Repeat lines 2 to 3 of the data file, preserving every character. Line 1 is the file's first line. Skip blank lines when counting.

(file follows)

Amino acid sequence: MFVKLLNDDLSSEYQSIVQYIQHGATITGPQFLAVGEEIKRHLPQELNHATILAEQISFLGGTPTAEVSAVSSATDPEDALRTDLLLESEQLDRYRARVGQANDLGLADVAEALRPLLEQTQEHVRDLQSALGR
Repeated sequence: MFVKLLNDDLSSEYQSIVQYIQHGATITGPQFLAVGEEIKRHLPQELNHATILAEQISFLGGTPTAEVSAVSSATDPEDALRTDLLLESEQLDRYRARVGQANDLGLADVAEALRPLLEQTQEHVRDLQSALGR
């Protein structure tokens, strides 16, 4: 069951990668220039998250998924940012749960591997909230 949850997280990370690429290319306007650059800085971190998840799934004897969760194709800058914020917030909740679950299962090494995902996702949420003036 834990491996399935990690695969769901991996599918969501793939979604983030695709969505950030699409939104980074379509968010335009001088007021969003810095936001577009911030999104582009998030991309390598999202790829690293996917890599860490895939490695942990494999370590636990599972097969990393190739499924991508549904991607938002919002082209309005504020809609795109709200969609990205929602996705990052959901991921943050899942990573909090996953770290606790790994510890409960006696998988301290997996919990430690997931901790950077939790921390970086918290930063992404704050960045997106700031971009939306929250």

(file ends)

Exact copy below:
Repeated sequence: MFVKLLNDDLSSEYQSIVQYIQHGATITGPQFLAVGEEIKRHLPQELNHATILAEQISFLGGTPTAEVSAVSSATDPEDALRTDLLLESEQLDRYRARVGQANDLGLADVAEALRPLLEQTQEHVRDLQSALGR
């Protein structure tokens, strides 16, 4: 069951990668220039998250998924940012749960591997909230 949850997280990370690429290319306007650059800085971190998840799934004897969760194709800058914020917030909740679950299962090494995902996702949420003036 834990491996399935990690695969769901991996599918969501793939979604983030695709969505950030699409939104980074379509968010335009001088007021969003810095936001577009911030999104582009998030991309390598999202790829690293996917890599860490895939490695942990494999370590636990599972097969990393190739499924991508549904991607938002919002082209309005504020809609795109709200969609990205929602996705990052959901991921943050899942990573909090996953770290606790790994510890409960006696998988301290997996919990430690997931901790950077939790921390970086918290930063992404704050960045997106700031971009939306929250």